Simmons (15.8 points, 8.1 rebounds, 8.2 assists, 1.7 steals), Mitchell (20.5 points, 3.7 rebounds, 3.7 assists, 1.5 steals) and Tatum (13.9 points, 5.0 rebounds, 1.6 assists, 1.0 steals) are the finalists for Rookie of the Year. The award will be announced on June 25.

The All-Rookie votes were cast by global broadcasters and sportswriters, choosing five players at any position for each team. First team votes were weighted with two points, second team votes one. 

Sixers 2017-18 player evaluation: Amir Johnson

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USA Today Images

Sixers 2017-18 player evaluation: Amir Johnson

Amir Johnson

Position: Power Forward/Center

Status for 2018-19: Unrestricted free agent

Johnson in 2017-18
The Sixers signed Johnson to provide solid backup minutes to Joel Embiid. He certainly wasn’t spectacular in that role, but that’s not who he is. He did his job.

Johnson averaged 4.6 points and 4.5 rebounds per game, playing in 74 contests. He averaged 15.8 minutes per game, his lowest since the 2008-09 season.

It seemed like Johnson’s name was always linked with Richaun Holmes, the younger, springier center also competing for backup center minutes (see Holmes' evaluation). While Johnson doesn’t have Holmes’ athleticism or offensive ability, Brett Brown preferred the veteran’s defense. During the regular season, Johnson had a 101.3 defensive rating, while Holmes’ was nearly five points worse, at 106.2.

At the start of the postseason, Johnson played some important minutes with Embiid working his way back from a left eye orbital fracture, and he played well. Despite Johnson not creating much of his own offense, the Sixers had no problem scoring when he was on the floor. In fact, Johnson’s 121.5 offensive rating was the best of any player in the first round of the playoffs.

Brown then drastically cut his minutes against the Celtics, Johnson’s former team, leaning heavily on Embiid. Johnson only played 17 minutes the entire Boston series, sitting on the bench for all of Game 4 and 5. He didn’t score in the series.

Signature game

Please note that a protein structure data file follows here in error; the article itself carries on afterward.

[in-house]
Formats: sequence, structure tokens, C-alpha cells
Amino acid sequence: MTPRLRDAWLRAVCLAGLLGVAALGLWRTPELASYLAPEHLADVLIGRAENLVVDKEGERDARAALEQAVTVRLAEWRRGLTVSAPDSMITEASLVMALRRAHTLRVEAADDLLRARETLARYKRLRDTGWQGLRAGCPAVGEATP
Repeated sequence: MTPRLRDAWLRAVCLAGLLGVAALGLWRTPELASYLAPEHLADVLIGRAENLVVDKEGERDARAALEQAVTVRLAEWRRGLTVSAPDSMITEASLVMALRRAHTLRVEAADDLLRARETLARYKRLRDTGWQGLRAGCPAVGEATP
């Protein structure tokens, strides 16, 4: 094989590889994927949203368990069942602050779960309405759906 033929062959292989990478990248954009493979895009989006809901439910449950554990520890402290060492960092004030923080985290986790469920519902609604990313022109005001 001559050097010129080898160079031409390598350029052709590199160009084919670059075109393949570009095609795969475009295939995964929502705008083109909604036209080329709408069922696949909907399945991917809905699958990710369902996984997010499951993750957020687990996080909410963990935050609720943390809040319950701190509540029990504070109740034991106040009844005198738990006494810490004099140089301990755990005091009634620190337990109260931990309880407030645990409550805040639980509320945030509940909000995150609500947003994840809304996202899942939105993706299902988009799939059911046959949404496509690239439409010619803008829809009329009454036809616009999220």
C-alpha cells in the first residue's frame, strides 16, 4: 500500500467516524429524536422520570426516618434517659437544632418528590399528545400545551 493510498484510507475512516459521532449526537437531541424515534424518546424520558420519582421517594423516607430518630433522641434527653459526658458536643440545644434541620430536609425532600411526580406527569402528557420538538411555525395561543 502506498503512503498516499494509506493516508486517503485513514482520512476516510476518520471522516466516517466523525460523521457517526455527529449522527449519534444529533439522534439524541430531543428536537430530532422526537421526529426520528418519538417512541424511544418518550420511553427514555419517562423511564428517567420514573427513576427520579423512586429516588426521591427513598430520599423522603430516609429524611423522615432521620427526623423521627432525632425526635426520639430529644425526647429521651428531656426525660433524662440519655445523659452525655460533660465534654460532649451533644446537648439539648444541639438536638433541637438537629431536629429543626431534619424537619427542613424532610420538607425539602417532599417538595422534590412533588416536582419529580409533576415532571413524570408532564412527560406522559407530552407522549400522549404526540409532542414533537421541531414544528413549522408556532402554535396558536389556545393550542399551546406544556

In the Sixers’ 121-113 win over the Hawks on April 10, their 15th straight victory, Johnson posted 15 points, eight rebounds and five assists. That game was during Embiid’s recovery from his eye injury, which gave Johnson more of a chance to shine.

When Embiid was active, however, Johnson mainly just held down the fort while the big man got some rest.

Looking ahead to 2018-19
Johnson sometimes seems older than he actually is, mainly because of his experience and the way he carries himself. At 31 years old, Johnson has already played 13 years in the NBA, since he was the last player to be drafted directly from high school in 2005 before the league changed its eligibility requirements.

JJ Redick and Johnson were two players the young Sixers could always turn to for wisdom. Johnson never complains about his minutes, always plays hard and goes about his business like a true professional — there’s no doubt he’s a good guy to have in the locker room.

Does that mean he’ll still be a part of the Sixers’ locker room next season? Not necessarily. With the Sixers looking to acquire a superstar this offseason, Johnson would likely have to take a pay cut from the $11 million he made this year if he wants to stay in Philadelphia.

And in the long term, the Sixers may ultimately want to place their faith in Holmes, who’s seven years younger and has a higher upside. If Holmes can improve his defense, Johnson could be expendable.

On Johnson
“It was amazing, to a man, how consistent the reviews were. People skills, works his butt off, could handle sitting and swinging a towel or coming in and making a difference. He’s a good person and he’s a pro. To be able to bring him in the game, and not worry about is he happy, is he fresh, is he in shape, does he need 10 shots isn’t ever on my mind with Amir. He’s a perfect teammate.” 

- Brett Brown on Johnson after the Sixers' 107-86 win over the Jazz on Nov. 20